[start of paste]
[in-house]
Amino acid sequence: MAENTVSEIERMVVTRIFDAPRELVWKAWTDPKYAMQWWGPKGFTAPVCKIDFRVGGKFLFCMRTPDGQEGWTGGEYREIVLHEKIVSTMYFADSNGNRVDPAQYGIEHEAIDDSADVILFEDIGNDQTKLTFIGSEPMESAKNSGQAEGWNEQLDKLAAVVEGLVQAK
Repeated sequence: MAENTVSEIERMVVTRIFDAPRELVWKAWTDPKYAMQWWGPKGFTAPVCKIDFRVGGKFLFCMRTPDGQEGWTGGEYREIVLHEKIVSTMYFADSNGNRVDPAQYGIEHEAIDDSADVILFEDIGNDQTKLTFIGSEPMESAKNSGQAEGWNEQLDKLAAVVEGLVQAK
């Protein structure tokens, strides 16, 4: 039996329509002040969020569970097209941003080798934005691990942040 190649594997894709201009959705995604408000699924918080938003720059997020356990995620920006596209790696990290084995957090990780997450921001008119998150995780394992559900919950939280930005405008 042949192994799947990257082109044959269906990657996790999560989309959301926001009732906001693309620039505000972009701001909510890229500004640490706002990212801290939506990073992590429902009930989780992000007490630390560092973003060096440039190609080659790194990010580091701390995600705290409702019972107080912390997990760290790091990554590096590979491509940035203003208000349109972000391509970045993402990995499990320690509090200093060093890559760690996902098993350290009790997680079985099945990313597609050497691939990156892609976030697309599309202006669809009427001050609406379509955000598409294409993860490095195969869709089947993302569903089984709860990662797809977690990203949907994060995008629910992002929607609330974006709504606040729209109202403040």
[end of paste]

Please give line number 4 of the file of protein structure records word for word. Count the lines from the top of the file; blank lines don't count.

């Protein structure tokens, strides 16, 4: 039996329509002040969020569970097209941003080798934005691990942040 190649594997894709201009959705995604408000699924918080938003720059997020356990995620920006596209790696990290084995957090990780997450921001008119998150995780394992559900919950939280930005405008 042949192994799947990257082109044959269906990657996790999560989309959301926001009732906001693309620039505000972009701001909510890229500004640490706002990212801290939506990073992590429902009930989780992000007490630390560092973003060096440039190609080659790194990010580091701390995600705290409702019972107080912390997990760290790091990554590096590979491509940035203003208000349109972000391509970045993402990995499990320690509090200093060093890559760690996902098993350290009790997680079985099945990313597609050497691939990156892609976030697309599309202006669809009427001050609406379509955000598409294409993860490095195969869709089947993302569903089984709860990662797809977690990203949907994060995008629910992002929607609330974006709504606040729209109202403040």